Fasano: Open to Discussion on Criminal-Justice Reforms, Also Shares Concerns [WSJ]

February 4, 2015

Wall Street Journal
NEW HAVEN, Conn.—Gov. Dannel Malloy on Tuesday proposed changes to the state’s criminal-justice laws, including eliminating mandatory sentences for nonviolent drug possession and reclassifying some nonviolent offenses as misdemeanors.

Mr. Malloy, during a speech at Yale University, said too many resources are being devoted to incarcerating people who don’t have violent histories, which can create lifelong obstacles for them once freed. He added that it costs the state $45,000 a year to imprison an offender.

“Make no mistake, a crime is a crime, and offenders should be held accountable,” Mr. Malloy, a Democrat, said. “But punishment for nonviolent offenses should not last a lifetime.”

The administration’s push comes as crime rates and prison populations have fallen in Connecticut. Violent-crime incidents in the state fell 12% to 9,107 in 2013 from 10,399 in 2003.

The prison population currently stands at 16,300, a 16-year low. Mr. Malloy said the drop in crime coincides with a shift in policing strategy that focuses on violent criminals rather than nonviolent offenders.

Mr. Malloy, a former assistant district attorney in Brooklyn, said U.S. states went too far punishing drug offenders in the 1980s and 1990s, and the sentences for nonviolent offenders often outweighed the crimes.

It led to increased recidivism and crowded prisons, he said. “It was a failed experiment.”

Mr. Malloy’s proposals include reclassifying drug possession as a misdemeanor. Selling drugs and the intent to sell drugs would remain felony offenses, Malloy officials said.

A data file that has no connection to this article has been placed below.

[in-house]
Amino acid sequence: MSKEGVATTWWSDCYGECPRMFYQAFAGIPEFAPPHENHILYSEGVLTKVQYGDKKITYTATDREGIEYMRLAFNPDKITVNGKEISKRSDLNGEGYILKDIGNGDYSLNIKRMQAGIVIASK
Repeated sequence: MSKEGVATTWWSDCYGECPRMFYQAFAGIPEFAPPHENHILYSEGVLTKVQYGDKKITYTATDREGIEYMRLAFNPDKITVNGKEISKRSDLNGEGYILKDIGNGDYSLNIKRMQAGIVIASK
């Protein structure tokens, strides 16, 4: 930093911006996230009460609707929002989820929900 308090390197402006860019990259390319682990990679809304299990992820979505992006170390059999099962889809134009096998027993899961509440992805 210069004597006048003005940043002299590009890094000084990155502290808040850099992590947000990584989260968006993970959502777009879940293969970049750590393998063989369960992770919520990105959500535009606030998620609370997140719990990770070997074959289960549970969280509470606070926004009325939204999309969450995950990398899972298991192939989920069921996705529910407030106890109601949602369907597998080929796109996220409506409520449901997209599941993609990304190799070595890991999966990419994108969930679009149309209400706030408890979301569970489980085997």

Without mandatory-minimum sentencing for drug-possession offenses, judges would be able to impose sentences based on the specific crime and offender.

Mr. Malloy also proposed streamlining parole proceedings so that nonviolent inmates get expedited reviews and called for the creation of new employment and housing programs to help ease ex-inmates into society.

The state should make it easier to pardon ex-inmates, clearing their criminal records once they have fulfilled their jail sentence or probation and demonstrated several years of “responsible citizenship,” he said.

The changes require approval from the state Legislature, which is controlled by Democrats who generally side with the governor.

Republican Senate Minority Leader Len Fasano said he was open to the concept of changing mandatory sentencing laws for drug offenses and for expanding job programs for convicts.

But he said reclassifying felony drug possessions to misdemeanors was unnecessary. Felony convictions for drug possession are rare, Mr. Fasano said, typically occurring only after multiple offenses.

He also said that Mr. Malloy’s proposals on pardons raised some concerns. Employers deserve to know if prospective workers are ex-convicts, he said.

Issa Kohler-Hausmann, associate professor of law at Yale Law School, said Mr. Malloy’s proposals reclassifying drug offenses and eliminating mandatory sentences were good first steps at reducing the difficulties people face after being convicted of nonviolent crimes.

“Since the 1970s, we’ve basically decided that anyone marked as criminal is outside…the class of citizens we think are deserving of respect and concern,” she said.

The Malloy administration’s proposals, she added, are “shifting that conversation.”